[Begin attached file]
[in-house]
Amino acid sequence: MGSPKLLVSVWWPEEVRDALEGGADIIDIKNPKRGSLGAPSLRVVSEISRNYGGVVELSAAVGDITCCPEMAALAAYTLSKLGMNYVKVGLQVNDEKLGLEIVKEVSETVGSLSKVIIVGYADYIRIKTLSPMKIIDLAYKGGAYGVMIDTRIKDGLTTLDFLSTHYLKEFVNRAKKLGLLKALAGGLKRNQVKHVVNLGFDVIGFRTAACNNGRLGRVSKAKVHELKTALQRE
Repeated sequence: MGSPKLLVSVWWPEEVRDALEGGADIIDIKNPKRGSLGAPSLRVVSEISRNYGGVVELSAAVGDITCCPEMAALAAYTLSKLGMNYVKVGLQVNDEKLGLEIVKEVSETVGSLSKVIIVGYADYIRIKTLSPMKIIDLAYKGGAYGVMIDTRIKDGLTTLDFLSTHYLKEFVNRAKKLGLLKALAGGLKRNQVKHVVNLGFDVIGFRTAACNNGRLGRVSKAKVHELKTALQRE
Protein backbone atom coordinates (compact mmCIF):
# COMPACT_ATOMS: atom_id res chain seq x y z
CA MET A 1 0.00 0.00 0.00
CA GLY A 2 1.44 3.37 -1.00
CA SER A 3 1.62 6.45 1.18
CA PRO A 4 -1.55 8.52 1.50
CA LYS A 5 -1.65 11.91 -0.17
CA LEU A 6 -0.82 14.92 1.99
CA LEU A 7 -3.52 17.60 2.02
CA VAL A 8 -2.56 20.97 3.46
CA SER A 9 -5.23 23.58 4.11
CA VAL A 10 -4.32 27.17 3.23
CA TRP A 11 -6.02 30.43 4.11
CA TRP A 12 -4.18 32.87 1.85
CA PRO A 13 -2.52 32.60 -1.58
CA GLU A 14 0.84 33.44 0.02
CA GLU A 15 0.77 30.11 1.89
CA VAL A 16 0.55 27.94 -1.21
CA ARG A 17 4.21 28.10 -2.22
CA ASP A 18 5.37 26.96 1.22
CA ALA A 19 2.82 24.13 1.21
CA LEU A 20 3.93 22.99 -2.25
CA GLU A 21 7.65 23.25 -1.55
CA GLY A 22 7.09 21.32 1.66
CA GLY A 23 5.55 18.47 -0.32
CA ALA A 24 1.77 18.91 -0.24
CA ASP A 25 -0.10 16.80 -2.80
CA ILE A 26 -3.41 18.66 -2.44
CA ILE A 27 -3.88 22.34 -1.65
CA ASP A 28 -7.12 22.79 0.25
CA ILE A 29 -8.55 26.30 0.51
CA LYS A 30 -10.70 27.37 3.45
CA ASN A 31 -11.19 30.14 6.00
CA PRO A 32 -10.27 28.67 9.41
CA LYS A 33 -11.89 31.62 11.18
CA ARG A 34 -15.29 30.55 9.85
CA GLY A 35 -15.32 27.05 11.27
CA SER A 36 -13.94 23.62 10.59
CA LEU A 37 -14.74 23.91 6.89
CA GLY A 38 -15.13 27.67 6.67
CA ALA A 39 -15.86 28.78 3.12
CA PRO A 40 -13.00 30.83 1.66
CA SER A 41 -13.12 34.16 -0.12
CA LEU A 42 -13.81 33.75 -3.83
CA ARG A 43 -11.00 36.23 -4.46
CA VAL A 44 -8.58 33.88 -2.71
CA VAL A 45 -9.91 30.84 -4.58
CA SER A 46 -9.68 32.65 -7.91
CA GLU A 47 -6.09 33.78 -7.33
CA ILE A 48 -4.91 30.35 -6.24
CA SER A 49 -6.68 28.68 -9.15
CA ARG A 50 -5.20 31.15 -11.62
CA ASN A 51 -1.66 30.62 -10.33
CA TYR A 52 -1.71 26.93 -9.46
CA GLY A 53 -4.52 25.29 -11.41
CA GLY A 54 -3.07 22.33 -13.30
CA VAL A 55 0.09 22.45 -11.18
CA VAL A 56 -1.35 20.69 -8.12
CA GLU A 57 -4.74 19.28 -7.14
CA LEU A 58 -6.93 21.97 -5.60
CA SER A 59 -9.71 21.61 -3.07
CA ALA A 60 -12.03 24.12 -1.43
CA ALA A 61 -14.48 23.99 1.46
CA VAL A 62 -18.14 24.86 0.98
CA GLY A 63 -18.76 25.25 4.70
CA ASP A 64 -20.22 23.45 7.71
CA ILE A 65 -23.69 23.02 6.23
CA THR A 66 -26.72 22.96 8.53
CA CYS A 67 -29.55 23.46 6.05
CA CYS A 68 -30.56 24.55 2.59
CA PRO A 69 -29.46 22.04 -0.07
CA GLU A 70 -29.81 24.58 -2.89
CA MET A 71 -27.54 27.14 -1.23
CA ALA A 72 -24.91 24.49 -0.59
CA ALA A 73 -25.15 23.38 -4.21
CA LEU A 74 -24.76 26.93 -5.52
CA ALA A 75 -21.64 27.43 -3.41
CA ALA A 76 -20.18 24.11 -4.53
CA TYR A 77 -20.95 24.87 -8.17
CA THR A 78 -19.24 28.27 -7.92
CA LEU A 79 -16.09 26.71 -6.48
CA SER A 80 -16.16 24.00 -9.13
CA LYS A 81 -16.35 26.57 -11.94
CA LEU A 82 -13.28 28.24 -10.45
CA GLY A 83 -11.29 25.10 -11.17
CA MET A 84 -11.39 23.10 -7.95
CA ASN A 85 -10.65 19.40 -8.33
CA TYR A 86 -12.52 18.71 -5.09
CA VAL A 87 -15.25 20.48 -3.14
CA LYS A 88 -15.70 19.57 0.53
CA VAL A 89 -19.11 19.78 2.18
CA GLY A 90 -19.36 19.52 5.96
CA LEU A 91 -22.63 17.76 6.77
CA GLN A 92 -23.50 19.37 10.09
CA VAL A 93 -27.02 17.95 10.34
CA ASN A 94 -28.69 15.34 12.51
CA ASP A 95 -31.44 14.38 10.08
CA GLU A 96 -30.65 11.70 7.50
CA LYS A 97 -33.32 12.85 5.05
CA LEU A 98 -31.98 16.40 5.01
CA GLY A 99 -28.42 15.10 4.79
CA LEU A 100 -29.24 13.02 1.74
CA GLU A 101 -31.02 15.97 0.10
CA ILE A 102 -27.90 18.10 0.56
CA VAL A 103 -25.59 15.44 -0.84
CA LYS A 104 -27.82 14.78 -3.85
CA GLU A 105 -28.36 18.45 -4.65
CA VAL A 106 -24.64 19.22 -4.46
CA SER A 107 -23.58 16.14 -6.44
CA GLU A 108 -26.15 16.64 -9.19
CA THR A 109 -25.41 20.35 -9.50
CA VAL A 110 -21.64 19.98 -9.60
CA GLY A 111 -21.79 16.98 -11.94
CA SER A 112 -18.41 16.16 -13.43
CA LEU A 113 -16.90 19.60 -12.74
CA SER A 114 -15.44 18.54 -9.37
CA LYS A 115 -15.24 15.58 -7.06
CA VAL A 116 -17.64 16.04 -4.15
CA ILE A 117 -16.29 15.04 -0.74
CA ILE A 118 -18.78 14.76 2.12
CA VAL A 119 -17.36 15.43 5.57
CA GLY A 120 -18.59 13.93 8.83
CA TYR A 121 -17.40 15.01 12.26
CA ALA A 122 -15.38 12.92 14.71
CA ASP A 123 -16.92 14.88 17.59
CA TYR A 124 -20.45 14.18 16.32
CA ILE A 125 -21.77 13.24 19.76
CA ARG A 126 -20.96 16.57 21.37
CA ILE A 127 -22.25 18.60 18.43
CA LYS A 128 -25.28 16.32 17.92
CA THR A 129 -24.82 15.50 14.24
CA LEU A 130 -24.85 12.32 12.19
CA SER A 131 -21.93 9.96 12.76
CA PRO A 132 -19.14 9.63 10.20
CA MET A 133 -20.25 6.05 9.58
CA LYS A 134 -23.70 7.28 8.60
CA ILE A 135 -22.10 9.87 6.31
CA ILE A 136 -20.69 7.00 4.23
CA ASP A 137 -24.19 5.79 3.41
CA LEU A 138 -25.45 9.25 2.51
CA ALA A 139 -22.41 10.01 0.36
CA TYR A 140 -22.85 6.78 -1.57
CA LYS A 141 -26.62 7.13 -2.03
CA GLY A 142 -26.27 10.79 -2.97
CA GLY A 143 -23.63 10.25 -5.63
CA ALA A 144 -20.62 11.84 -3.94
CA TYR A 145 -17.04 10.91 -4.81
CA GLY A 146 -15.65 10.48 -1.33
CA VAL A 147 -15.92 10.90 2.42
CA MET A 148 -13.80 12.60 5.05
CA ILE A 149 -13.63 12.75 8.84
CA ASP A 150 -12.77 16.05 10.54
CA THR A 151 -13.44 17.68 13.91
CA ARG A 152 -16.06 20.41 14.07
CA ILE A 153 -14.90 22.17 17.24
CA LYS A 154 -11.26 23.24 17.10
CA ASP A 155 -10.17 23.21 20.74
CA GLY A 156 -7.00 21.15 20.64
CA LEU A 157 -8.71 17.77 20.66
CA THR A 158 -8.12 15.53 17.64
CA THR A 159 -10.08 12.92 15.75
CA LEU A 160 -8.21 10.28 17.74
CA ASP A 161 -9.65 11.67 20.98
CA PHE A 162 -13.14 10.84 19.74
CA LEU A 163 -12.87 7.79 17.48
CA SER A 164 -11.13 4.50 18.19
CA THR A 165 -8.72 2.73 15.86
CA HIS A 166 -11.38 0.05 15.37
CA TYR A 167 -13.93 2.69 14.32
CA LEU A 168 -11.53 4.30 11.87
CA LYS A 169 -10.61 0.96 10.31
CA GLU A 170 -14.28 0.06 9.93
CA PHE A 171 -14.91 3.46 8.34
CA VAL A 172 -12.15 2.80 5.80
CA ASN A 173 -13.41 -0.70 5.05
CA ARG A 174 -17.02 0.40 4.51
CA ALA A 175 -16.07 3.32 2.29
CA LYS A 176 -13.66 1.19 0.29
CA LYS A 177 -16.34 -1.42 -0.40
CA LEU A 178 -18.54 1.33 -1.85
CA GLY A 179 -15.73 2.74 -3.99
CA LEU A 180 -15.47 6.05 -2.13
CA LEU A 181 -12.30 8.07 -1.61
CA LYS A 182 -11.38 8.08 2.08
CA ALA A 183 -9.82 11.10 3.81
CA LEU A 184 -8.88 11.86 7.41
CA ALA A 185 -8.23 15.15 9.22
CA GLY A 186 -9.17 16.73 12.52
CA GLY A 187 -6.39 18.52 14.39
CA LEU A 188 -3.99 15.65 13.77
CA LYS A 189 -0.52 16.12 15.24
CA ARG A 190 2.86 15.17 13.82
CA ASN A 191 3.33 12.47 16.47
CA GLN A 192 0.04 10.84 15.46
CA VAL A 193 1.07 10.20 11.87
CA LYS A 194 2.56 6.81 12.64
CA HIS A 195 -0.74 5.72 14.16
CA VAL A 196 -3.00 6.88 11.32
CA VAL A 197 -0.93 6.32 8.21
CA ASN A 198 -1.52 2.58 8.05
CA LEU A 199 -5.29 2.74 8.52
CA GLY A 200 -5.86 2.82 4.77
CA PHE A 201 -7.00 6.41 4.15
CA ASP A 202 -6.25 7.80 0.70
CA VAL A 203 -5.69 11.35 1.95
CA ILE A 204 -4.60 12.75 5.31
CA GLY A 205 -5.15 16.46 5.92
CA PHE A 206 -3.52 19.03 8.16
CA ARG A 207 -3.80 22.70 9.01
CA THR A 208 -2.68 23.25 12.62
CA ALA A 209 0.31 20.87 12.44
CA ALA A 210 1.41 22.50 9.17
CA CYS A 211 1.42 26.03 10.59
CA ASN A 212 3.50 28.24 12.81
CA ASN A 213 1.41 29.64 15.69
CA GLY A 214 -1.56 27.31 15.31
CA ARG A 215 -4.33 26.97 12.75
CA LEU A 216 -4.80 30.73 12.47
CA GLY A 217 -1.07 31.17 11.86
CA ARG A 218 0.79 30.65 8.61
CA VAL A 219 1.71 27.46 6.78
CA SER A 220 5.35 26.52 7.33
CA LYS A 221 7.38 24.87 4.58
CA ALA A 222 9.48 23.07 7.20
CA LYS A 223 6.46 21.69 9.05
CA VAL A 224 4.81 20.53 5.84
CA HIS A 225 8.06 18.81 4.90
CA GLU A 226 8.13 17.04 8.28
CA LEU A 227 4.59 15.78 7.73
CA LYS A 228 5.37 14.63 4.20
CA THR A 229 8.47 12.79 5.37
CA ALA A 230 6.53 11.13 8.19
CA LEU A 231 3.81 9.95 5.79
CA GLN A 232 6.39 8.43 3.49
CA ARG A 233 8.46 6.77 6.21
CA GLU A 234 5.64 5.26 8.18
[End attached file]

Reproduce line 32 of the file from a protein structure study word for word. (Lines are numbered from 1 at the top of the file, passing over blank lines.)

CA ILE A 27 -3.88 22.34 -1.65